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Amazon Web Services (AWS) is well on its way to becoming a $7bn run rate business this year, having banked revenue of $2.1bn in its third quarter.
The cloud computing giant's Q3 performance means it has now racked up sales of $6.9bn over the course of the previous four quarters, putting it on course to become a $7bn run rate company.
AWS reported an operating income of $521m during Q3, which is almost on a par with the amount brought in by its parent company’s entire North American online retail business ($528m).
During a conference call to discuss the results, transcribed by Seeking Alpha, the company credited the pace of innovation in AWS and the scale of its business – which has allowed it to cut its prices eight times since April 2014 – as key factors in its success.
In reference to the innovation point, the company rolled out 539 new features and services in the past year alone, many of which have been designed so that its customers can access enterprise-grade services for a fraction of what they would traditionally cost on-premise.
During the call, Phil Hardin, director of investor relations at Amazon.com, credited the 2014 launch of the AWS Aurora relational database engine as being a particular technological high point for the firm.
“Aurora, our new database software, is our fastest growing service ever. So for a long time, we talked about Redshift, and Aurora has now outpaced that. So we're very excited about what we're seeing there,” he said.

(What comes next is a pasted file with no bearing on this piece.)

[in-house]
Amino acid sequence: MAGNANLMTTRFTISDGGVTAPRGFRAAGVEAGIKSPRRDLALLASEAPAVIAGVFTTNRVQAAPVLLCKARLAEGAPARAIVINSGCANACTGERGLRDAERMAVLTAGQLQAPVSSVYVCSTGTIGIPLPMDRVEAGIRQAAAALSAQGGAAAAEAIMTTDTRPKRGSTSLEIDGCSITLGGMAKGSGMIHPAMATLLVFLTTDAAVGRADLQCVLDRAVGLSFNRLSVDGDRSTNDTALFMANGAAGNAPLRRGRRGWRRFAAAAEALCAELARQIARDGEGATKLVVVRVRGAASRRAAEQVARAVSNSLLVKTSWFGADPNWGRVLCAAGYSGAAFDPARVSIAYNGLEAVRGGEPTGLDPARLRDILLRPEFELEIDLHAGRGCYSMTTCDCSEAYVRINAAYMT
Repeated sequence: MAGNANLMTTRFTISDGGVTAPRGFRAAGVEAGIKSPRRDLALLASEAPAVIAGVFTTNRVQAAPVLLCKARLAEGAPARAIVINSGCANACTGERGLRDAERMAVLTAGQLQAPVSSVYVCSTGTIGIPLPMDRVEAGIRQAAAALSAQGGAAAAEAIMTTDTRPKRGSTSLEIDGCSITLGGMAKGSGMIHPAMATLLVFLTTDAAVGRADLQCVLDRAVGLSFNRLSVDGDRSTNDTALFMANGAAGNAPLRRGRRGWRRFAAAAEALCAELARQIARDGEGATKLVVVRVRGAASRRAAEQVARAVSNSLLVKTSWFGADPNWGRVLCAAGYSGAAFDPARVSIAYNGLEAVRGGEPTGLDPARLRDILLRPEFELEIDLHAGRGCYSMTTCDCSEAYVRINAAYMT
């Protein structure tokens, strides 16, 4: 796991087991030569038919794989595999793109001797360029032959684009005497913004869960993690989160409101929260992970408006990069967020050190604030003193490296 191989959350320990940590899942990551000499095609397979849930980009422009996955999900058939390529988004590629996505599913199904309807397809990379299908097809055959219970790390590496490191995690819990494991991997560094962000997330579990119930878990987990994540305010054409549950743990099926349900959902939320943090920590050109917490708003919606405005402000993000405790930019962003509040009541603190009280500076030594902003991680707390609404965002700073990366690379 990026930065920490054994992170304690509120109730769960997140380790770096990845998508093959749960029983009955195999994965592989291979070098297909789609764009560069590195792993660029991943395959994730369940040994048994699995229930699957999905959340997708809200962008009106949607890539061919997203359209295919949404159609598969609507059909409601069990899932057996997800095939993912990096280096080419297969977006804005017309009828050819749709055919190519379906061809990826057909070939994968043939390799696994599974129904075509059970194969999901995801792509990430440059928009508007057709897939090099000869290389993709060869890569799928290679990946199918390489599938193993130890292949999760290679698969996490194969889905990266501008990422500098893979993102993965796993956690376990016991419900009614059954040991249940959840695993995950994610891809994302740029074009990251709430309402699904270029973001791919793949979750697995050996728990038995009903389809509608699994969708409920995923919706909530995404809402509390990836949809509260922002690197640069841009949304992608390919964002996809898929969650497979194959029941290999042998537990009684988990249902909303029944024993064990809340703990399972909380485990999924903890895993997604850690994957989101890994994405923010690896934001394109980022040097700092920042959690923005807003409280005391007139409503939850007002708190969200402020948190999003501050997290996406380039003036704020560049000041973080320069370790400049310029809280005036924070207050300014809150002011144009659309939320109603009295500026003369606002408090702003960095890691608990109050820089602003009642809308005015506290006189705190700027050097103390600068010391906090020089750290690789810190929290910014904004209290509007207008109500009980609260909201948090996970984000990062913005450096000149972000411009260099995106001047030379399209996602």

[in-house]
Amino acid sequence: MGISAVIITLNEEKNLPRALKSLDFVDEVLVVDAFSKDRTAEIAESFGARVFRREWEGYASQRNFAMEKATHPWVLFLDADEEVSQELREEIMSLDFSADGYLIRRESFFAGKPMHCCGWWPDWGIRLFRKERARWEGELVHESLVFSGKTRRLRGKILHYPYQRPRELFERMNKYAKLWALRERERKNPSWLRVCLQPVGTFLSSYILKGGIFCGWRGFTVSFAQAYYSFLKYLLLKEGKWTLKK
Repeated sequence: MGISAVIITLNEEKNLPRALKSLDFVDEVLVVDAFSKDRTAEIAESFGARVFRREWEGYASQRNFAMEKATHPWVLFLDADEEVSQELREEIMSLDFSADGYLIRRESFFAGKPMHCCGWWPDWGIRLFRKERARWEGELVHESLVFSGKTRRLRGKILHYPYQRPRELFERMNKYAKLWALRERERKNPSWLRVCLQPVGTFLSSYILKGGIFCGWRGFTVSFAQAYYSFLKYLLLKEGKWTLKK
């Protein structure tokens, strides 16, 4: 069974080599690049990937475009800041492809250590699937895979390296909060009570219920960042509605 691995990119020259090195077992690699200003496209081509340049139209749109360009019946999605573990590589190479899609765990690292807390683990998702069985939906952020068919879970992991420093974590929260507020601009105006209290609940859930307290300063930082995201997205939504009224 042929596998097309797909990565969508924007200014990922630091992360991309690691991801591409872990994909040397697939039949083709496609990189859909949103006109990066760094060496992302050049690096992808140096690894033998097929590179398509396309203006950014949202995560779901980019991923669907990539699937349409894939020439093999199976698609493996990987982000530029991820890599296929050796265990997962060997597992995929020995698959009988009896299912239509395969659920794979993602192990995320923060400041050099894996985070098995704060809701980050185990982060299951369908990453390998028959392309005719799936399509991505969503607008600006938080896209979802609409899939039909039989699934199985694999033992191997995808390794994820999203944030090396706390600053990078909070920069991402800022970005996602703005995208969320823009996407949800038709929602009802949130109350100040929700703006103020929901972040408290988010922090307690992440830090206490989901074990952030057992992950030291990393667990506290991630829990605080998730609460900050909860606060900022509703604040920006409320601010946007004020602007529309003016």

Brian Olsavsky, senior vice-president and chief financial officer at Amazon.com, said its new services were being warmly welcomed by its customers, before cautioning industry watchers against getting complacent about AWS and its growth rates.
“We enjoy leading this business and customers responded well and we believe we are adding new services and features at a rate faster than many others,” he said.
“But the growth rates and margins will certainly remain lumpy and bumpy as we go forward. But we're very encouraged by the business, and so are our customers.”
The results were disclosed along with details of the financial performance of Amazon’s wider retail business, which saw the firm turn a surprise profit of $79m against a revenue of$25.4bn during Q3, thanks in no small part to the performance of its cloud business.
Wall Street had expected the firm to post a loss for Q3, prompting the e-commerce firm’s share price to increase by more than 10%.
Concerning who is buying into the AWS cloud, Hardin said the firm is seeing “strong usage” across the board in vertical markets and company size.
The firm regularly talks up the appeal of its services to the start-up community, as using the cloud frees up funds that would have traditionally been eaten up by investing in IT kit, meaning they can get their businesses up and running faster.
The company has been taking steps to address the enterprise market, by pitching its public cloud offerings as a way for them to embrace a hybrid IT model that allows them move some workloads off-premise, while taking steps to reduce their reliance on hardware.
In line with this trend, the quarter also saw Netflix conclude its move to shut down its datacentres, and run its operations entirely from the AWS cloud.
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